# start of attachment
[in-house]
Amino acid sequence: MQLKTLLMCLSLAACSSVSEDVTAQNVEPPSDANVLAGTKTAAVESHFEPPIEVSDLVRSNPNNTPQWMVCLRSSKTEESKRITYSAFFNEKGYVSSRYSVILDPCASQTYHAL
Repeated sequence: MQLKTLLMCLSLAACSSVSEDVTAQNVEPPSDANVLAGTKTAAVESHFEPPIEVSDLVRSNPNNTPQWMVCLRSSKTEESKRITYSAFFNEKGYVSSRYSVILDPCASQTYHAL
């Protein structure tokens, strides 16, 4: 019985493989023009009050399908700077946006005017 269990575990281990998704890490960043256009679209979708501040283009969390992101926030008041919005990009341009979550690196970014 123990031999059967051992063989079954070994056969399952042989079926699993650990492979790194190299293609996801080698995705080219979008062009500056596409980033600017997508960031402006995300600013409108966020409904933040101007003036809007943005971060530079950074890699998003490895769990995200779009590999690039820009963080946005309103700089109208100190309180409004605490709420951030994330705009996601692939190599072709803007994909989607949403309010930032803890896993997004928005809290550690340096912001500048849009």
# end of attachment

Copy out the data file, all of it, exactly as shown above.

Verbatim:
[in-house]
Amino acid sequence: MQLKTLLMCLSLAACSSVSEDVTAQNVEPPSDANVLAGTKTAAVESHFEPPIEVSDLVRSNPNNTPQWMVCLRSSKTEESKRITYSAFFNEKGYVSSRYSVILDPCASQTYHAL
Repeated sequence: MQLKTLLMCLSLAACSSVSEDVTAQNVEPPSDANVLAGTKTAAVESHFEPPIEVSDLVRSNPNNTPQWMVCLRSSKTEESKRITYSAFFNEKGYVSSRYSVILDPCASQTYHAL
């Protein structure tokens, strides 16, 4: 019985493989023009009050399908700077946006005017 269990575990281990998704890490960043256009679209979708501040283009969390992101926030008041919005990009341009979550690196970014 123990031999059967051992063989079954070994056969399952042989079926699993650990492979790194190299293609996801080698995705080219979008062009500056596409980033600017997508960031402006995300600013409108966020409904933040101007003036809007943005971060530079950074890699998003490895769990995200779009590999690039820009963080946005309103700089109208100190309180409004605490709420951030994330705009996601692939190599072709803007994909989607949403309010930032803890896993997004928005809290550690340096912001500048849009």